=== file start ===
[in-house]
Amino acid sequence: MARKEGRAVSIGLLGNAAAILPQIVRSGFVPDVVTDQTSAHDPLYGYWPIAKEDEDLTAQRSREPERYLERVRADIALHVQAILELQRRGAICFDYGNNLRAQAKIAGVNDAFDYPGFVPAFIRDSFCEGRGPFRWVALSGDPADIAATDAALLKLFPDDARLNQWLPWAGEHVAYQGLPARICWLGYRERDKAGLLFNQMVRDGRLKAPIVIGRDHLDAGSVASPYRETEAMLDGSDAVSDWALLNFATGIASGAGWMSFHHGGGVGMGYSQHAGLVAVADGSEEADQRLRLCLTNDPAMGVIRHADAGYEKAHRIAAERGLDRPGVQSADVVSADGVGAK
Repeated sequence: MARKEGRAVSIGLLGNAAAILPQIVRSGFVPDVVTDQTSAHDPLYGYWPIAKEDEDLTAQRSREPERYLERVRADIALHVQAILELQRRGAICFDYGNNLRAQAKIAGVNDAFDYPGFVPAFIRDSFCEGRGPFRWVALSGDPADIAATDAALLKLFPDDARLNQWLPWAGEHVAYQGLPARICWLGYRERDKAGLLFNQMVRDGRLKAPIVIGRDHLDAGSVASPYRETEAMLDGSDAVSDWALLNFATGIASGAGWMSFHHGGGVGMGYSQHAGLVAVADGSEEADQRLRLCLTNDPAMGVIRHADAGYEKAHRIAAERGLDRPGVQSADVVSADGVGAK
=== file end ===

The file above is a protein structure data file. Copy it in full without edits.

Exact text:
[in-house]
Amino acid sequence: MARKEGRAVSIGLLGNAAAILPQIVRSGFVPDVVTDQTSAHDPLYGYWPIAKEDEDLTAQRSREPERYLERVRADIALHVQAILELQRRGAICFDYGNNLRAQAKIAGVNDAFDYPGFVPAFIRDSFCEGRGPFRWVALSGDPADIAATDAALLKLFPDDARLNQWLPWAGEHVAYQGLPARICWLGYRERDKAGLLFNQMVRDGRLKAPIVIGRDHLDAGSVASPYRETEAMLDGSDAVSDWALLNFATGIASGAGWMSFHHGGGVGMGYSQHAGLVAVADGSEEADQRLRLCLTNDPAMGVIRHADAGYEKAHRIAAERGLDRPGVQSADVVSADGVGAK
Repeated sequence: MARKEGRAVSIGLLGNAAAILPQIVRSGFVPDVVTDQTSAHDPLYGYWPIAKEDEDLTAQRSREPERYLERVRADIALHVQAILELQRRGAICFDYGNNLRAQAKIAGVNDAFDYPGFVPAFIRDSFCEGRGPFRWVALSGDPADIAATDAALLKLFPDDARLNQWLPWAGEHVAYQGLPARICWLGYRERDKAGLLFNQMVRDGRLKAPIVIGRDHLDAGSVASPYRETEAMLDGSDAVSDWALLNFATGIASGAGWMSFHHGGGVGMGYSQHAGLVAVADGSEEADQRLRLCLTNDPAMGVIRHADAGYEKAHRIAAERGLDRPGVQSADVVSADGVGAK